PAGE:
By Arjuna Seneviratne –
Everyone knows that a tree is an organism that is standing on its head. A very large percentage of tree species absorbs nutrients through their roots and excretes oxygen and water vapor through stomata in their leaves. The tree of knowledge is no different. However, we, in our collective madness have done something rather shocking with it. We have, to all intents and purposes, decided that *yuck*, no self respecting organism should identify as its “head” something that is buried in the ground and instead, we have, over the last century or so, valiantly attempted to legitimize the case for calling it’s excretory organ its intake organ. We have tried to re-label its backside as its mouth.
Let me explain. Despite the fact that knowledge, by its very definition should be an all encompassing whole, we concluded that we could become “knowledgeable” by acquiring fact-nuggets selectively. This is the result of a fact of science which proposes, aggressively promotes and teaches us that everything can be broken down into their component pieces, studied in a mutually disassociated state, deductively or inferentially linked together through analysis and understood as a whole. The rationale stems,as Thom Hartmann says, from thinking such as this: If you break a car into its component parts, you can understand exactly how it works and if you put it back together it will come back alive. However, and here is the fallacy of that argument, if you do that to a dog, regardless of how competent a surgeon one is, once one puts it back together it will remain dead. Something very essential to the idea of the living dog, the whole of it existence is lost in the process of dismembering it. As a matter of fact, when attempting to understand systems that exist dependent on the right juxtaposition of a very large number or even an infinite number of parameters (such as a living being, an ecosystem, a social group, a nation etc.), breaking things down has only one practical outcome – it breaks them.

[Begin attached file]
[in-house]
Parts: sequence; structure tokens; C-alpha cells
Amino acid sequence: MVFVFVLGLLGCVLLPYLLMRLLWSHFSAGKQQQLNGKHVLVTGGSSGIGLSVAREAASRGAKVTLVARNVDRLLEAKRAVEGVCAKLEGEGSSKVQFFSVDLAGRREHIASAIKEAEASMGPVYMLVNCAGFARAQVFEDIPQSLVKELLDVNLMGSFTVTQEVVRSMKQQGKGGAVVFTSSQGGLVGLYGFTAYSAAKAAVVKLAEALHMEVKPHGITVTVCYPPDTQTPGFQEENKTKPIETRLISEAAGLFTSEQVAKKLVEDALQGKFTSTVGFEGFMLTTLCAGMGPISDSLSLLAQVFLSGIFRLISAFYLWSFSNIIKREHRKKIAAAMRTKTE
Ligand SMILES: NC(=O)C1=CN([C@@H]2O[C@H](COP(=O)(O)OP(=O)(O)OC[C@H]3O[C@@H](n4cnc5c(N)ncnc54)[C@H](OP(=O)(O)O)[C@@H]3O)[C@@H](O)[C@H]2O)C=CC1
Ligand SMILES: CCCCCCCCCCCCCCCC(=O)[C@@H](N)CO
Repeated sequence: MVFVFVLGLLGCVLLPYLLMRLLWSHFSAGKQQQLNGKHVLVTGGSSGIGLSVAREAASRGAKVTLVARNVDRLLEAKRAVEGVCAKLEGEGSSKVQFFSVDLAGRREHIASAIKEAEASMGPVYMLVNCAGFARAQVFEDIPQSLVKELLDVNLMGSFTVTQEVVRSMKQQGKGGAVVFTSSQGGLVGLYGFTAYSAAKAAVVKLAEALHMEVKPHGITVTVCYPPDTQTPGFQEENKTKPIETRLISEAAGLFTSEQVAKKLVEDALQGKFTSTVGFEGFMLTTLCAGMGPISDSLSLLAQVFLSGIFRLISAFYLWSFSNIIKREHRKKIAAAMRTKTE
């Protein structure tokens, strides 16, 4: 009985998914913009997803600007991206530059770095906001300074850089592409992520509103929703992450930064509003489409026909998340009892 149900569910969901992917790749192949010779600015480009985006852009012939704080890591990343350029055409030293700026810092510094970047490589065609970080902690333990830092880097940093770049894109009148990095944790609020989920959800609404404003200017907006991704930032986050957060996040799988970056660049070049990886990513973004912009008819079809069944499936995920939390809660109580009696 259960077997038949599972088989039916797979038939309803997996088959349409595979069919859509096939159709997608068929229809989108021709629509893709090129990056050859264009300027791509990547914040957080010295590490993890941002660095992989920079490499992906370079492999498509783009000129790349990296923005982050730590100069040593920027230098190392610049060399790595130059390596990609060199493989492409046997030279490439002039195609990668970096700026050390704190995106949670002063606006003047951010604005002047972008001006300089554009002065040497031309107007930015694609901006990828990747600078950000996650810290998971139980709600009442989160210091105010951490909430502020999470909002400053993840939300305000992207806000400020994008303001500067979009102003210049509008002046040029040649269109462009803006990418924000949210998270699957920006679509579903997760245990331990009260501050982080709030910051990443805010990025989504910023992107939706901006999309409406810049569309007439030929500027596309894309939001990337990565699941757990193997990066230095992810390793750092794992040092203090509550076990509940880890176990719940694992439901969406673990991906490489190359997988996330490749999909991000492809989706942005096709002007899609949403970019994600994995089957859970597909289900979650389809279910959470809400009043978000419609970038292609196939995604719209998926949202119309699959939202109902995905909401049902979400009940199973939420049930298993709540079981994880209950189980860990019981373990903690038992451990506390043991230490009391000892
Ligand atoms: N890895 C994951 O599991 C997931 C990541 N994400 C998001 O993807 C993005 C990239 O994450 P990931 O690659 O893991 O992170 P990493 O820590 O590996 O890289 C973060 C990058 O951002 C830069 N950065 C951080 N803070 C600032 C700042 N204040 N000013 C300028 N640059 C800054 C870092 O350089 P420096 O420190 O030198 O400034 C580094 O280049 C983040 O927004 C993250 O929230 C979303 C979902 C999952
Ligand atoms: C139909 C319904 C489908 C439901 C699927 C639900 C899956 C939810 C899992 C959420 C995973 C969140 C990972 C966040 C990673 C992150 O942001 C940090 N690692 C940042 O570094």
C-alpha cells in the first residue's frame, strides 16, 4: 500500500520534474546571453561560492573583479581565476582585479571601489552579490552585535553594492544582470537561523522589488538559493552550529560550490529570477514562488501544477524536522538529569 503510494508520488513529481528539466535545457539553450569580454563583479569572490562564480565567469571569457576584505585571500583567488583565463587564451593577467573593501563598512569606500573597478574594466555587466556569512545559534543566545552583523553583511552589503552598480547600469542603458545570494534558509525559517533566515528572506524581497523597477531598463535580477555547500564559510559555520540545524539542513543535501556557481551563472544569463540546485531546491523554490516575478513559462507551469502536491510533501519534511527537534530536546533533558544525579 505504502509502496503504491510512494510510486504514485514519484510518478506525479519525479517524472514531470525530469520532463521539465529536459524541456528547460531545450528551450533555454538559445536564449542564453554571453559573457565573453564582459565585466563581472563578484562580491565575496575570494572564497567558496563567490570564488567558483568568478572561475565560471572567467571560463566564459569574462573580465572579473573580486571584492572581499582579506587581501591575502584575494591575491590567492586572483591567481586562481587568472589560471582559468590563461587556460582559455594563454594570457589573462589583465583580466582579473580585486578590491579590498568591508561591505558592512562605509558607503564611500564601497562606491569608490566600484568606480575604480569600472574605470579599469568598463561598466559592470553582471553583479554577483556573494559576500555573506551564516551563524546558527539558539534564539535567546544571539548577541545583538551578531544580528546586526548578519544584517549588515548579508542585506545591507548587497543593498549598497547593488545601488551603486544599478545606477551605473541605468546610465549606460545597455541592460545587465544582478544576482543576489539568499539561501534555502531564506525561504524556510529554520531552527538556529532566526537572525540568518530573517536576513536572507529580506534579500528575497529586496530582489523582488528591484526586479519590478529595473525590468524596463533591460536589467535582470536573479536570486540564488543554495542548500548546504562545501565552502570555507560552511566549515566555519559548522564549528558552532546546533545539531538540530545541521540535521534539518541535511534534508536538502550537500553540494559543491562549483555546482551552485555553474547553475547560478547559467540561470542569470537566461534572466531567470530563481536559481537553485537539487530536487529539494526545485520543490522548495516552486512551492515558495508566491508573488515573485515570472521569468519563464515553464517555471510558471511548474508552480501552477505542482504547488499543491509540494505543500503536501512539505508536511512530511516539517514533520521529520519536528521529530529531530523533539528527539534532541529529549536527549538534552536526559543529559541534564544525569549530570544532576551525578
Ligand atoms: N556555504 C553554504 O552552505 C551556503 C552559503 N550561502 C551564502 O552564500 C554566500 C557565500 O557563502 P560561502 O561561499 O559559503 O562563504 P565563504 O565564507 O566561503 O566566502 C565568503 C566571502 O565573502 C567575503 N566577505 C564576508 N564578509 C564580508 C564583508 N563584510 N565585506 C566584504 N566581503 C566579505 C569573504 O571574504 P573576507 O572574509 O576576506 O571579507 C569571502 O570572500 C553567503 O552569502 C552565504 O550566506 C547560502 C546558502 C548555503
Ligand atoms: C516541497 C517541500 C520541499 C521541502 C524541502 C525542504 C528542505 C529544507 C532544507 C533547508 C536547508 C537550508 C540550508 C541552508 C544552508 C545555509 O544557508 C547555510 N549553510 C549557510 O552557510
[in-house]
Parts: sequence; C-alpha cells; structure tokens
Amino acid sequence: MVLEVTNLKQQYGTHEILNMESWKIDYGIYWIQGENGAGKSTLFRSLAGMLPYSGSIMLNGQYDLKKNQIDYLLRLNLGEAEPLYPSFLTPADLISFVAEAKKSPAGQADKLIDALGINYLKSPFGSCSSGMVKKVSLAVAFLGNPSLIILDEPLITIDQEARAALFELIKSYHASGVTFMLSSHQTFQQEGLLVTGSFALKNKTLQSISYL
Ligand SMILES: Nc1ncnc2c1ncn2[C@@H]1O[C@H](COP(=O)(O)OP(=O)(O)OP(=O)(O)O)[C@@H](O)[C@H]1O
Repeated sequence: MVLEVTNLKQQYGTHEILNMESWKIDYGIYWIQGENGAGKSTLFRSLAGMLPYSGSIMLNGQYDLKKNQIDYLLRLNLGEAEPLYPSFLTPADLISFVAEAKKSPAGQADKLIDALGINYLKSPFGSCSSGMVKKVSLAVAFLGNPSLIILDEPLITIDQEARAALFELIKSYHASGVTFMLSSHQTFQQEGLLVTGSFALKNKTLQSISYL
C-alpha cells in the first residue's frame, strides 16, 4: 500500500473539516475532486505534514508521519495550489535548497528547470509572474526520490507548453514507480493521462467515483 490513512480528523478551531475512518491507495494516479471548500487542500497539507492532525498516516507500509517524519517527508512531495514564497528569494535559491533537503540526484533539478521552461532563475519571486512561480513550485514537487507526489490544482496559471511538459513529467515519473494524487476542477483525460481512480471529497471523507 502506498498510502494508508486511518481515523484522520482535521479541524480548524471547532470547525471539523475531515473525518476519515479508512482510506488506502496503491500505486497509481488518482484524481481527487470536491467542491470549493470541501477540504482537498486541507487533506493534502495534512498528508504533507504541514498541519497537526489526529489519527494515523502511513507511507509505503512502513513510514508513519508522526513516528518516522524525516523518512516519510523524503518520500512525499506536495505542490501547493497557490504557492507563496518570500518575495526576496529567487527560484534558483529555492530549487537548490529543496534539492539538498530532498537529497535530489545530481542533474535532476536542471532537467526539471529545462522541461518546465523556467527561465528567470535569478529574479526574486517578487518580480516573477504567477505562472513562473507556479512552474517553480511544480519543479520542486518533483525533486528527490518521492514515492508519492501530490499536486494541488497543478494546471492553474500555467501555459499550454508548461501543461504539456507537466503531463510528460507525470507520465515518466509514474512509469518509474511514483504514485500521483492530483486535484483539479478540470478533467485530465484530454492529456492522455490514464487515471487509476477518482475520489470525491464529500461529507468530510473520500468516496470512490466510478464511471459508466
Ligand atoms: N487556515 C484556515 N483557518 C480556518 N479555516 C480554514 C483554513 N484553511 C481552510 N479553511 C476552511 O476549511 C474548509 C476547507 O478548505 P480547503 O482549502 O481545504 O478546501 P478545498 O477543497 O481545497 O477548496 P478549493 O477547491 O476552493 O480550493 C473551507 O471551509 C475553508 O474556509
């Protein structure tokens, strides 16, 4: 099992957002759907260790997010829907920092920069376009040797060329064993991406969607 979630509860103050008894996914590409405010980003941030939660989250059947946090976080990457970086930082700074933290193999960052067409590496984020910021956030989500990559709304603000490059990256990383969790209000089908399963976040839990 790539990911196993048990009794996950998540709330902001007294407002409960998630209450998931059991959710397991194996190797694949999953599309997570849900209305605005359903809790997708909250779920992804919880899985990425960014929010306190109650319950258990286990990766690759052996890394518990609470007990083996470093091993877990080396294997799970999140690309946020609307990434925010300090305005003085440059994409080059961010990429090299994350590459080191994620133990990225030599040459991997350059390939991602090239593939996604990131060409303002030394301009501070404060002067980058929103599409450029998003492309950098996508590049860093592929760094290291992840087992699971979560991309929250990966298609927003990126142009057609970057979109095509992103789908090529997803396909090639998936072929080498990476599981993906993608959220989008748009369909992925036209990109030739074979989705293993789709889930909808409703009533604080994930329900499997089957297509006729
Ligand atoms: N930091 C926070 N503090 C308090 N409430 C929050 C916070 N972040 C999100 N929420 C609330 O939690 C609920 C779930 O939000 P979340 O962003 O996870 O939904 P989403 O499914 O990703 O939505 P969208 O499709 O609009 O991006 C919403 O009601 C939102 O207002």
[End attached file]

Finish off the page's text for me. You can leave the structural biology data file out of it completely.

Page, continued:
We have, over ten decades, managed to split the tree of knowledge into a very large set of branches (areas of specialization), an even larger set of twigs (minor specializations) and an almost infinite number of leaves (facts), none of which are even remotely aware that they are part of a twig let alone a branch let alone a trunk let alone a root… let alone a tree. I cannot be but blunt about this, but since leaves are the primary waste expelling unit of the tree, we have, essentially, spent thousands of man hours, zillions of dollars and tons of infrastructural resources to buy ourselves a world’s-worth of factual sh** and each time some poor apology for the human race coaxes and teases out a “new finding” – or factoid – or fruit if you many, in some rarefied “field of inquiry” (for example: The effect of water droplets on the air-water interface, or, basically, what on earth happens when a drop of water is dropped into glass of water- or even more basically, oh lord, is this guy serious?), that individual is perpetrating the dung gathering exercise that we all earnestly believe is true blue gourmet chocolate manufacture, mined out of high quality endeavor, guaranteed to help us in our understanding of what we are, where we are, who we are and why we are.
Pause here for awhile. Take a look around you. What has this done for our world? Have we understood it clearer or made it better? It has done nothing of the sort. In fact, it has had the opposite effect to the one intended. We don’t need climate specialists, agriculture experts, energy gurus, military strategists or money moguls to tell us that through our scientific insanity, we are now almost at Armageddon.